Saturday, March 28, 2015

More on Envy, or, I Have So Much of it I Can't Stop Writing About It

I hate taking so long to do each of these posts, but I feel obligated to try to work through to some extent any theme I have felt a compulsion to take up. Also the new baby is currently providing still another (temporary) distraction preventing me from being able to immerse myself in thinking and writing.

I am clearly bothered by this question of envy from below being the real ugliness and cancer afflicting economic and political life, and the horrible suggestion that I am myself afflicted and necessarily even further reduced by this poisonous condition. It is a condition I have always wanted very much to avoid succumbing to, knowing how much it is despised by the enviable in all ages. This avoidance involves in most instances a fair amount of self-persuasion (if no credible reassurance from one's own social community is forthcoming) that one's life is to some degree a success, his occupation and romantic life and intelligence worthwhile. My success as far as this self-persuasion goes wavers. When one has reached this state, he has no ground on which to defend himself against charges of envy. If you concede your own life and thoughts to be entirely inadequate, and yourself to have failed to attain any degree of self-mastery, but must confess that those of another are perfectly adequate, even powerful, it seems inevitable but that you must be overcome by envy, to some degree.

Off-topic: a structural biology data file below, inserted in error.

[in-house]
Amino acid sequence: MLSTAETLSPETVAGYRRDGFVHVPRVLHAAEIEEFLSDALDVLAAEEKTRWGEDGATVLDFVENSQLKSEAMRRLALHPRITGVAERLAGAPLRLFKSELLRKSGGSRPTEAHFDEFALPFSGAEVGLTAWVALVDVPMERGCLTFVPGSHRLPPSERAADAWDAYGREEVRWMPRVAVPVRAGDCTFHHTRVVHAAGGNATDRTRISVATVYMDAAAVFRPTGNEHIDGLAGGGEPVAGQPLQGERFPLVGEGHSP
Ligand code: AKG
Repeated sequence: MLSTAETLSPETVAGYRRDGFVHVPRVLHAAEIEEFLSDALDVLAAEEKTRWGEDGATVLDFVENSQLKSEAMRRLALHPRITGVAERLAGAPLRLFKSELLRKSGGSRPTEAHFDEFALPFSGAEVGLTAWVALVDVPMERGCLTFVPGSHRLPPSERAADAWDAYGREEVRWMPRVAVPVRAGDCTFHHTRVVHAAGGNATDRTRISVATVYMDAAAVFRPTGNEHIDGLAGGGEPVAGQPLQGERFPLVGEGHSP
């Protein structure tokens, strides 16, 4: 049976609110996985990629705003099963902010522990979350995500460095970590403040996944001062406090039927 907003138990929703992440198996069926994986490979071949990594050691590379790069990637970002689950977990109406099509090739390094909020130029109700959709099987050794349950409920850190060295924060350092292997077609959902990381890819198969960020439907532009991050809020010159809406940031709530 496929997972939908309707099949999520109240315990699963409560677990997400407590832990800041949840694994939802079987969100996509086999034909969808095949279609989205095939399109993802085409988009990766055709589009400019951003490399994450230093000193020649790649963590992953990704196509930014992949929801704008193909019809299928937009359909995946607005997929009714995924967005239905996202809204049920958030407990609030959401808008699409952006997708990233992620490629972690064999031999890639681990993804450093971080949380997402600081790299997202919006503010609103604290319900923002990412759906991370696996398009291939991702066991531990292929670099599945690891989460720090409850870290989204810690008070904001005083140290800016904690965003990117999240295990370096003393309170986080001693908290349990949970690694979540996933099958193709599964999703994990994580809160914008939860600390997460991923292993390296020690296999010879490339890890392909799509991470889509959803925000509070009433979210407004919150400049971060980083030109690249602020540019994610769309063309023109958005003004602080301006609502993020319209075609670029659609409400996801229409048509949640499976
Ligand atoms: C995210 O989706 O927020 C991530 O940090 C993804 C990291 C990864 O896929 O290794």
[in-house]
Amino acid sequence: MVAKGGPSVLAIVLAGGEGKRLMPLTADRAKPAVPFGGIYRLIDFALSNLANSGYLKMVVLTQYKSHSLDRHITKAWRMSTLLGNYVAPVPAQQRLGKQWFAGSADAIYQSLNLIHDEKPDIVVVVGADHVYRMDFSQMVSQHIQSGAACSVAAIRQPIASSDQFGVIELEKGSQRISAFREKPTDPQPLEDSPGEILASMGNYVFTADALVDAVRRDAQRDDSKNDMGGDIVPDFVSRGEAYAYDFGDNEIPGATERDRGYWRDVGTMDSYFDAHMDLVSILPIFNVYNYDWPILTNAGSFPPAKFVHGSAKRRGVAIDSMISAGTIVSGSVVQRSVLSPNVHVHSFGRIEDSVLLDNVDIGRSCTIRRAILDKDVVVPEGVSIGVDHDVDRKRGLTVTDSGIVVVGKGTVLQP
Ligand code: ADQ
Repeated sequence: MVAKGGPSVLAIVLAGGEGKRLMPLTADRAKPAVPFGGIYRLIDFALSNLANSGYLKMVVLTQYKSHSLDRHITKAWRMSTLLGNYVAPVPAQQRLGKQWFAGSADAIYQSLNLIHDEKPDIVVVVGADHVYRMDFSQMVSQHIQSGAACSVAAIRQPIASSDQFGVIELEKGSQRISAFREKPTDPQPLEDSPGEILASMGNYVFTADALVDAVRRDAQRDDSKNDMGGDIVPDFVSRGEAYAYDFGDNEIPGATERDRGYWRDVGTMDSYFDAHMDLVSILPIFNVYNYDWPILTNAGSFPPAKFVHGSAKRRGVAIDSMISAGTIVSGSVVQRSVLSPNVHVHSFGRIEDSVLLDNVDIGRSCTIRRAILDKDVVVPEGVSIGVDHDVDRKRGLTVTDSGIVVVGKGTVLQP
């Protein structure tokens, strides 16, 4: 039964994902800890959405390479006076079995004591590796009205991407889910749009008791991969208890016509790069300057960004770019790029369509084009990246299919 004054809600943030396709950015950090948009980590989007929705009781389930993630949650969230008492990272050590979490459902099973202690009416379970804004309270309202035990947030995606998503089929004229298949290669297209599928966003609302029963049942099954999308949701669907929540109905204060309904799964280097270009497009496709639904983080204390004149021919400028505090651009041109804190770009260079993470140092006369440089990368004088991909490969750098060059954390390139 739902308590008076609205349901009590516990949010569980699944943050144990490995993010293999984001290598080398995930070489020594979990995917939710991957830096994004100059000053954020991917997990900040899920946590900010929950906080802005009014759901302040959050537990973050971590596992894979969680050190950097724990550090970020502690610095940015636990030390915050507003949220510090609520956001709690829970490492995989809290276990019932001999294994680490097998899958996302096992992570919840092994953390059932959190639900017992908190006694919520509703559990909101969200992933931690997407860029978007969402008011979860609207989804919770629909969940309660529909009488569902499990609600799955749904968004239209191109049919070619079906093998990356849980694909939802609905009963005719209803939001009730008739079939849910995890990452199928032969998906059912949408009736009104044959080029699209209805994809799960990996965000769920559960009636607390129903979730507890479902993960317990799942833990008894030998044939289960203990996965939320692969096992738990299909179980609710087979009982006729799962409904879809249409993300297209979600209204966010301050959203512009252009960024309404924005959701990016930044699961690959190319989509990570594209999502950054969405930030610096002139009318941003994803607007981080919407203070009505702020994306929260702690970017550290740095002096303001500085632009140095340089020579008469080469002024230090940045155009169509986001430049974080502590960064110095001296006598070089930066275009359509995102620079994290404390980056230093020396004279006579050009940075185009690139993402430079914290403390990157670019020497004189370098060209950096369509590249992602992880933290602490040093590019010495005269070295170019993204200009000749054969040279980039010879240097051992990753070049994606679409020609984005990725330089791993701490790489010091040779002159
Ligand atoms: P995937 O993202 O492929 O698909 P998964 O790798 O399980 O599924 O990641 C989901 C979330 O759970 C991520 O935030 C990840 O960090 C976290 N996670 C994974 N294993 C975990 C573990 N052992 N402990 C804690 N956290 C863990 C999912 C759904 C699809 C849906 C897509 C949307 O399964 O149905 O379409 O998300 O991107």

The alleged envious reveal themselves to be resistant to what the markets and other competitive measures ubiquitous in society have determined to be just, and refuse to take responsibility for their shortcomings in these areas, it is strongly suggested. They have been granted the liberty, and encouraged besides, to develop desires that have proven to be unattainable for them, and they have no alternative, more solid self to contrast against the slightest demonstration of wealth, before which they fold immediately in tacit acknowledgement of their essential worthlessness. "How much of what I earn do you think you are entitled to?", says the productive citizen to the redistributionist. Nothing, nothing, provided we are not speaking of contracts and obligations already in place, though personally I would prefer to live in a society where the powerful few were not quite so dominant, and the mass of the population did not appear to be, and was not treated as quite so weak and insignificant. In brief I should like the general organization and tone of whatever society I inhabit to tilt more favorably in a direction where I could claim more of a sense of identification with and participatory role in its successful functioning. This does not seem to me envy, but basic human nature.